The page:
The Layers Of Marinescu Model

[caption id="attachment_426" align="aligncenter" width="347"]The Marinescu Model The Marinescu Model[/caption]

The Marinescu Model defines the following layers:

  • Presentation: the UI parts of the application (or applications). Should concern only about the presentation of data and user interaction;
  • Application: this is called "the glue" in [Marinescu] between the Presentation and the Services Layer. Should do only sintatic validation and workflow of components through layers;
  • Services: composed of Session Beans, provides access to the business logic, which is divided between this layer and the Domain Model Layer. All calls of Application layer must go through this layer. It contains workflow logic to use cases that envolves several domain objects, and mediates calls to domain objects when business logic is inside those objects. Also it is resposible for interacting with other external systems, like message queues, and to interact with the Persistence Layer for obtaining and storing data;
  • Domain: the objects that represents the business domain of your solution, with business elements, logics and rules. It should be as decoupled as possible from the rest of the system;
  • Persistence: "plumbing logic required to make your domain model persist in a data store." [Marinescu]. When using JPA or Hibernate, this layer is already implemented by the libraries;

Comparing with Brown Model

The differences between the Brown and the Marinescu architectures can be explained by the focus in distributed applications in the second one.

The Presentation layer in both have the same responsability. But in the Brown model it relates with the Mediator layer and in Marinescu's with the Application layer. Although their name suggest the same thing, their responsability is different. The Mediator layer has no references to objects of the presentation, and defines application workflow (like user registration wizard) in a general way, with built in logic that interacts directly with the Domain layer objects. The Application Layer in Marinescu model though, is coupled in BOTH Presentation and Service layer and does only minimal validation, delegating all use case-related logic to the Service Layer.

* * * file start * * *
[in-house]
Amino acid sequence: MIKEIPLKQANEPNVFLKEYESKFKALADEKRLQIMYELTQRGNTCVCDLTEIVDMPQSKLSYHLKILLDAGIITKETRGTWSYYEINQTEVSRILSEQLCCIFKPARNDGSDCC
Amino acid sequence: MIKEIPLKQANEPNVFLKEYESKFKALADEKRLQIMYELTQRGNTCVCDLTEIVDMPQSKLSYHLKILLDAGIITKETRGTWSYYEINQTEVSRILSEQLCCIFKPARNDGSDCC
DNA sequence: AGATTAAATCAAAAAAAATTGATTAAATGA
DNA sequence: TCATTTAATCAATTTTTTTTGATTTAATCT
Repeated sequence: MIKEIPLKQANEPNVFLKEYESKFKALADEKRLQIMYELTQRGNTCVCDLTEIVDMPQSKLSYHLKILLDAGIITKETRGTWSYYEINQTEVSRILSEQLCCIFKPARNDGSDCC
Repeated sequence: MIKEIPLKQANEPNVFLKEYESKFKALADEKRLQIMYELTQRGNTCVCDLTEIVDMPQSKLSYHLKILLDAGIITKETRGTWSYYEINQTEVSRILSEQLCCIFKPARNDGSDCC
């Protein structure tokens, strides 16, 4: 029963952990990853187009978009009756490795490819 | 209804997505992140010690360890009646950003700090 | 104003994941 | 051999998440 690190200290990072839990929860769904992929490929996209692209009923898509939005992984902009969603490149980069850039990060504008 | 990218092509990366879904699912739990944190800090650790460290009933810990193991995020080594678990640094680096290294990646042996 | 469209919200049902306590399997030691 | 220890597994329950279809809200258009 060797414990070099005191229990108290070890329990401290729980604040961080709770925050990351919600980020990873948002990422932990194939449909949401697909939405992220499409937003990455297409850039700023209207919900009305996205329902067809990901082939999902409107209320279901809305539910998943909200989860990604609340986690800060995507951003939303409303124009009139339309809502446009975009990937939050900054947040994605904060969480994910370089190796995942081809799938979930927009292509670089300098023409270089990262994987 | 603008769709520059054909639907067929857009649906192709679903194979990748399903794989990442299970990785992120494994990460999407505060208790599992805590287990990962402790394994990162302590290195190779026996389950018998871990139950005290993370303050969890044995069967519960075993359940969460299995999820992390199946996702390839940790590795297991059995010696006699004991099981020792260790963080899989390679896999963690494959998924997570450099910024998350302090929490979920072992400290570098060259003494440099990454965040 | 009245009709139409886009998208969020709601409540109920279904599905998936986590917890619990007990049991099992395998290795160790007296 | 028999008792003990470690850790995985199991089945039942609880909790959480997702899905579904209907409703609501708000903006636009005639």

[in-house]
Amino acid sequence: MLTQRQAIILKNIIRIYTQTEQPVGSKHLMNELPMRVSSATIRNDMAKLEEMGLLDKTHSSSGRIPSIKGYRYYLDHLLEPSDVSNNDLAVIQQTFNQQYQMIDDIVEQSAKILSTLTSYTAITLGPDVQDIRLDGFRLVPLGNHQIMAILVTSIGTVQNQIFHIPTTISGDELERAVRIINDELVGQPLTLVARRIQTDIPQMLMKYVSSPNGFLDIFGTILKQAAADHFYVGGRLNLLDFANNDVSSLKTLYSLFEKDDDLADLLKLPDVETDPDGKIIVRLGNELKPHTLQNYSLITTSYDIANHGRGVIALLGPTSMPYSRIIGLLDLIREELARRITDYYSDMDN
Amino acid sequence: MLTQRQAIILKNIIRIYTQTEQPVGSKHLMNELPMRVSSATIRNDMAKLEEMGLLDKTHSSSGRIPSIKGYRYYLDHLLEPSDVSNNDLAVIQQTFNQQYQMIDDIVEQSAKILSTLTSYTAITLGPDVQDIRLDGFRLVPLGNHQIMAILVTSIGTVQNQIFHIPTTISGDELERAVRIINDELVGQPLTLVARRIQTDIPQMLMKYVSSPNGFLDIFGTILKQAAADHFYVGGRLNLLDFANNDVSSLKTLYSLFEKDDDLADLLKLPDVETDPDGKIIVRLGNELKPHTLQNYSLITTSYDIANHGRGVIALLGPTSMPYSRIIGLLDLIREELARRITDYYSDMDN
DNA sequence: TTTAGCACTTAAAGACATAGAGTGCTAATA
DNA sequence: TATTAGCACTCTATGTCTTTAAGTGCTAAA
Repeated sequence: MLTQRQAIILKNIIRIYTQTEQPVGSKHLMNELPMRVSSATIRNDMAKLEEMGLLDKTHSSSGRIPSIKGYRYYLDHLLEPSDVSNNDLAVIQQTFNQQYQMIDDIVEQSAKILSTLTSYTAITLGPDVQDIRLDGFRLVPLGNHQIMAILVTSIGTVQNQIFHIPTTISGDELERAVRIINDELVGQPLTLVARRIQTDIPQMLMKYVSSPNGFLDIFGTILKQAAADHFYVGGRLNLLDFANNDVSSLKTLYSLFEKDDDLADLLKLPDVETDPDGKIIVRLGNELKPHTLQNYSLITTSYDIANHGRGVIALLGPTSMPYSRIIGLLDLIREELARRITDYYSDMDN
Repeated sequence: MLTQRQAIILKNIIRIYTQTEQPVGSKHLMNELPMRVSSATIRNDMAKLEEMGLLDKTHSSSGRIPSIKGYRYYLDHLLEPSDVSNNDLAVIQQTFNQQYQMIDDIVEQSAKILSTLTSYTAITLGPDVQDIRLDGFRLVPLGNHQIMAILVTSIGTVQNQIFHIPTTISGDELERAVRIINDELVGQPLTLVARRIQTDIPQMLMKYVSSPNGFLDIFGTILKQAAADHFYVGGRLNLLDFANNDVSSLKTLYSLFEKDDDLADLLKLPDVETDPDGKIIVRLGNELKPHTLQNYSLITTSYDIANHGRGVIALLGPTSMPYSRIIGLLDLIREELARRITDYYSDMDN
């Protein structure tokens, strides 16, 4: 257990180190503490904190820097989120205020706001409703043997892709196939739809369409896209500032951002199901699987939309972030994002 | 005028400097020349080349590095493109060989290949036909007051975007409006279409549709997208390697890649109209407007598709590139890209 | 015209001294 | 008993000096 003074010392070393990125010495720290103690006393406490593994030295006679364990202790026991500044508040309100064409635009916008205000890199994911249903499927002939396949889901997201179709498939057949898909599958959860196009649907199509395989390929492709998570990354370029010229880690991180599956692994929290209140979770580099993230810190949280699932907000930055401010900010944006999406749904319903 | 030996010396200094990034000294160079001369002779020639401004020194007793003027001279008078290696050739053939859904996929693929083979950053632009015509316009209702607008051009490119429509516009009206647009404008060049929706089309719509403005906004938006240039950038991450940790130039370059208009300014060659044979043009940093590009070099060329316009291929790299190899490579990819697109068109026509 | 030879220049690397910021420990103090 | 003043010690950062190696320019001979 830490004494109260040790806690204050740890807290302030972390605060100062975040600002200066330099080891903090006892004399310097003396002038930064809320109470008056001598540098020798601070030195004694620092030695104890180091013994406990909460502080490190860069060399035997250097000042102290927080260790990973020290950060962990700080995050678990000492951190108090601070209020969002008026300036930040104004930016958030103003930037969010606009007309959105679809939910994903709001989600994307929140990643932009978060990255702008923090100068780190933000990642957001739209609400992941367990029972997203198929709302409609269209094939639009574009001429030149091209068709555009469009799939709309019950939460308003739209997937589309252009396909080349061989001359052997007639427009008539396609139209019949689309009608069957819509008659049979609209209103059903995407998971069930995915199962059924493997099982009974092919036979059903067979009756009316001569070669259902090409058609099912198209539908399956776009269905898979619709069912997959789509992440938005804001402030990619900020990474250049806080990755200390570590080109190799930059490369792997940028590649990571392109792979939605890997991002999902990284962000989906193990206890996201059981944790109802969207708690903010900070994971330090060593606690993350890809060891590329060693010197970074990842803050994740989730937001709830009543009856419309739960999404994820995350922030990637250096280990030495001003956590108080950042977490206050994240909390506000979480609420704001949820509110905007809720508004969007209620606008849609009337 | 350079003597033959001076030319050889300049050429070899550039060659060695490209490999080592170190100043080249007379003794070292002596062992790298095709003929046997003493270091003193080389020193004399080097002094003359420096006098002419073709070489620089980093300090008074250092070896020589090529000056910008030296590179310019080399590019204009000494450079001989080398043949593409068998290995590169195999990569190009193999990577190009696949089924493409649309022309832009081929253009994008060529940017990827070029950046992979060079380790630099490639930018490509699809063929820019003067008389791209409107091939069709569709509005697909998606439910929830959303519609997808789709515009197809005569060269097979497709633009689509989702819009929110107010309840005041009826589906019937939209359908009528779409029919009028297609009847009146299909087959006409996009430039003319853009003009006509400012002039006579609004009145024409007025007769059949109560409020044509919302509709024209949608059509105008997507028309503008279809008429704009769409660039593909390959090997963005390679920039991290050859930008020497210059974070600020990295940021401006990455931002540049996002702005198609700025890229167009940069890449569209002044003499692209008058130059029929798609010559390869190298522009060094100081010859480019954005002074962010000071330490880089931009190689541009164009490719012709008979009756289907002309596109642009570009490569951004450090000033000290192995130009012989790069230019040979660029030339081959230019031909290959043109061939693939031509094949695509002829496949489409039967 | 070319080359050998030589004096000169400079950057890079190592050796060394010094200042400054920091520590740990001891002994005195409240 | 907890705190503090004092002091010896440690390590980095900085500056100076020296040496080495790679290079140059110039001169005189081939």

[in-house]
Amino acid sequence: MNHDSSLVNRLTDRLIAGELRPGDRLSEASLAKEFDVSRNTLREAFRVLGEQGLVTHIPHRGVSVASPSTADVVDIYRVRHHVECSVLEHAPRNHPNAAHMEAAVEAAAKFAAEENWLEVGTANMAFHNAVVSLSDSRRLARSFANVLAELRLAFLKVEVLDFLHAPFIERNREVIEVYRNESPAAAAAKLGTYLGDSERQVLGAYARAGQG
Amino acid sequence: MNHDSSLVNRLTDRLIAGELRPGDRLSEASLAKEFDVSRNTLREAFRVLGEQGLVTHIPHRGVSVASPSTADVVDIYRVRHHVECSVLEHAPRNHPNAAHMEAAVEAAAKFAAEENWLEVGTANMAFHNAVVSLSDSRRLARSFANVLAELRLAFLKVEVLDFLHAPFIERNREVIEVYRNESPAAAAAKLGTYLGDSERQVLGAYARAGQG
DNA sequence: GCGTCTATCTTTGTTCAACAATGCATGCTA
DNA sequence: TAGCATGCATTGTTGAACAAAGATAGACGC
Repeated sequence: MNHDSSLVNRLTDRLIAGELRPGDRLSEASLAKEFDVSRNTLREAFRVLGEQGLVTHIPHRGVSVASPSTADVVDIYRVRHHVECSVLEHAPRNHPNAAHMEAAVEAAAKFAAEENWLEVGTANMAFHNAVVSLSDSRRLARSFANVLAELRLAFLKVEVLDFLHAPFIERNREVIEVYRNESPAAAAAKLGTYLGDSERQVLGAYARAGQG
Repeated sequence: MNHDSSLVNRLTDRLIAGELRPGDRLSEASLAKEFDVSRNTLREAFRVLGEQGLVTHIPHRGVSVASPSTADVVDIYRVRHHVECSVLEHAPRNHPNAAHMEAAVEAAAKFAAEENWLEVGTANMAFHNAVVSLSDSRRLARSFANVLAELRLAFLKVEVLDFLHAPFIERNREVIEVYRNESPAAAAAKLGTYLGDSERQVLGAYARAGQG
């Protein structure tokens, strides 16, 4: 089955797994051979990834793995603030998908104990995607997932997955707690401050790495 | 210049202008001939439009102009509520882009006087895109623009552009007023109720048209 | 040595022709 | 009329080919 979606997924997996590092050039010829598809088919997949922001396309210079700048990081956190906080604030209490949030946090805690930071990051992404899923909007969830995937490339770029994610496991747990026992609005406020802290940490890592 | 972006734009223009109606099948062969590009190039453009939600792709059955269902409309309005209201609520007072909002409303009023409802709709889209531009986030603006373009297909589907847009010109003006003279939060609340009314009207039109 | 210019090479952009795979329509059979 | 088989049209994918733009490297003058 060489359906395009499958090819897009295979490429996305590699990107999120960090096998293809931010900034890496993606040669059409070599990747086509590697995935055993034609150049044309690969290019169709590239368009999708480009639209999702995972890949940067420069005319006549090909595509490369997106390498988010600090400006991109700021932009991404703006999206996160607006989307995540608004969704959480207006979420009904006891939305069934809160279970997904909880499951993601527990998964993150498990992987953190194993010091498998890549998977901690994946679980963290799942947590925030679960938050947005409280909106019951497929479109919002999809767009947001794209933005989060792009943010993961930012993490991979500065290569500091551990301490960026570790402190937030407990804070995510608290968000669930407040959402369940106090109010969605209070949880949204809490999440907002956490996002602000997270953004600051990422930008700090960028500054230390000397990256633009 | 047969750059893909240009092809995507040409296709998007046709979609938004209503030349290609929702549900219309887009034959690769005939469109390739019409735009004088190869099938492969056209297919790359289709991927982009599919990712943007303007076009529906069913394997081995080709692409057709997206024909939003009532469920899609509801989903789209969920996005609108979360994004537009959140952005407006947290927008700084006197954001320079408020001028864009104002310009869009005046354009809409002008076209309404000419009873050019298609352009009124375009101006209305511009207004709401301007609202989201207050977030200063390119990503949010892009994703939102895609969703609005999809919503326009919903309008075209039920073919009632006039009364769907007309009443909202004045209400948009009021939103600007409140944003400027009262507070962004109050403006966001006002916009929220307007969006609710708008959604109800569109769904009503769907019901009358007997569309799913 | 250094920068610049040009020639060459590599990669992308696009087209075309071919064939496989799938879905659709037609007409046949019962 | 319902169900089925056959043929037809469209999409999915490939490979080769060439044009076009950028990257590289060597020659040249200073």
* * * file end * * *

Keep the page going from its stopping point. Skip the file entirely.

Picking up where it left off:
Going up another layer, the Service Layer is obrigatory in Marinescu's model (because of the distributed architecture problems) and is the only point of interaction between application and server code. In Brown model, the Service Layer is an optional part of the Domain Model layer which should implement only business rules that are not directly related to an entity (for example, printing, sending e-mail, etc). So the "Service Layers" here are quite different.

Now to the persistence. In both models, the persistence code is not in the Domain Model. In Brown the Data Mapping Layer  is used by the Mediator layer, and in Marinescu's it (Persistence Layer) is in used by the Service Layer. Also, the Marinescu's does not include a Data Store layer, and considers any technology for accessing data storages part of the Persistence Layer (which is fine in my opinion).

Both architectures are great. I personally prefer Brown's, because nowadays it is rare you really need to distribute your EJBs, and Brown is smaller, more concise, in my opinion. But I think they're both still kind of limiting.

In the next post of this series, we'll see Martin Fowler's suggested architecture, which is far more flexible than the already presented, but very powerfull because of the several presented patterns, which can be chosen and grouped according to your needs.


[Brown et al] Brown et al. "Enterprise Java Programming with IBM WebSphere". Addison-Wesley, 2001.
[Marinescu] Marinescu. "EJB Design Patterns". New York: John Wiley, 2002.